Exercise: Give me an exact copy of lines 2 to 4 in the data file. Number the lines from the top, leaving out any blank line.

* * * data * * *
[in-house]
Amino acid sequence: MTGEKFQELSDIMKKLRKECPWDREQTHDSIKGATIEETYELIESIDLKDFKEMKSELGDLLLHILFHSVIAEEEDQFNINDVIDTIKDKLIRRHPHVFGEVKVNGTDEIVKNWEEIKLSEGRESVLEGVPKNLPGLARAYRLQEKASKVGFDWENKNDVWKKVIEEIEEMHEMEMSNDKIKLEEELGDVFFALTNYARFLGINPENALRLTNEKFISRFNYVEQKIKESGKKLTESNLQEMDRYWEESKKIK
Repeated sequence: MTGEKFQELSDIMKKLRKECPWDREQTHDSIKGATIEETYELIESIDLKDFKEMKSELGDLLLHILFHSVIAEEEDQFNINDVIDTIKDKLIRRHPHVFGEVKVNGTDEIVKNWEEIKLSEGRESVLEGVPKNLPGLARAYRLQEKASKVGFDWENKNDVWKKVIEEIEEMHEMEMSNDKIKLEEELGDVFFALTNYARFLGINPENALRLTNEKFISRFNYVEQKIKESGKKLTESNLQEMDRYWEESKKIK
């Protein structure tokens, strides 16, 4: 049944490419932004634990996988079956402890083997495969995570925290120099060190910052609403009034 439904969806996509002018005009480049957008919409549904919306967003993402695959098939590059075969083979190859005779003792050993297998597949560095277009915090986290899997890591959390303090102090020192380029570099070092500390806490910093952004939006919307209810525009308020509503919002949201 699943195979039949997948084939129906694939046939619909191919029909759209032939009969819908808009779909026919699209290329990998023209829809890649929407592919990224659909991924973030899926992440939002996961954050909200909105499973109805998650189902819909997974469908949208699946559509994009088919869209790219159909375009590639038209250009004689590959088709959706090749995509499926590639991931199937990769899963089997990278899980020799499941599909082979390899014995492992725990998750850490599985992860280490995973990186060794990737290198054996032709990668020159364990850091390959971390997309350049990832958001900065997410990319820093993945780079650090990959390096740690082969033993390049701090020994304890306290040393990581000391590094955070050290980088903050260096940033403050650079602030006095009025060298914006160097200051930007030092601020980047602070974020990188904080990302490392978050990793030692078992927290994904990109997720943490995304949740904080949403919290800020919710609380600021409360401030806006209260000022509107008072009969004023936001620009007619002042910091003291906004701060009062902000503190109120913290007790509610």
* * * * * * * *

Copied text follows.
Amino acid sequence: MTGEKFQELSDIMKKLRKECPWDREQTHDSIKGATIEETYELIESIDLKDFKEMKSELGDLLLHILFHSVIAEEEDQFNINDVIDTIKDKLIRRHPHVFGEVKVNGTDEIVKNWEEIKLSEGRESVLEGVPKNLPGLARAYRLQEKASKVGFDWENKNDVWKKVIEEIEEMHEMEMSNDKIKLEEELGDVFFALTNYARFLGINPENALRLTNEKFISRFNYVEQKIKESGKKLTESNLQEMDRYWEESKKIK
Repeated sequence: MTGEKFQELSDIMKKLRKECPWDREQTHDSIKGATIEETYELIESIDLKDFKEMKSELGDLLLHILFHSVIAEEEDQFNINDVIDTIKDKLIRRHPHVFGEVKVNGTDEIVKNWEEIKLSEGRESVLEGVPKNLPGLARAYRLQEKASKVGFDWENKNDVWKKVIEEIEEMHEMEMSNDKIKLEEELGDVFFALTNYARFLGINPENALRLTNEKFISRFNYVEQKIKESGKKLTESNLQEMDRYWEESKKIK
């Protein structure tokens, strides 16, 4: 049944490419932004634990996988079956402890083997495969995570925290120099060190910052609403009034 439904969806996509002018005009480049957008919409549904919306967003993402695959098939590059075969083979190859005779003792050993297998597949560095277009915090986290899997890591959390303090102090020192380029570099070092500390806490910093952004939006919307209810525009308020509503919002949201 699943195979039949997948084939129906694939046939619909191919029909759209032939009969819908808009779909026919699209290329990998023209829809890649929407592919990224659909991924973030899926992440939002996961954050909200909105499973109805998650189902819909997974469908949208699946559509994009088919869209790219159909375009590639038209250009004689590959088709959706090749995509499926590639991931199937990769899963089997990278899980020799499941599909082979390899014995492992725990998750850490599985992860280490995973990186060794990737290198054996032709990668020159364990850091390959971390997309350049990832958001900065997410990319820093993945780079650090990959390096740690082969033993390049701090020994304890306290040393990581000391590094955070050290980088903050260096940033403050650079602030006095009025060298914006160097200051930007030092601020980047602070974020990188904080990302490392978050990793030692078992927290994904990109997720943490995304949740904080949403919290800020919710609380600021409360401030806006209260000022509107008072009969004023936001620009007619002042910091003291906004701060009062902000503190109120913290007790509610």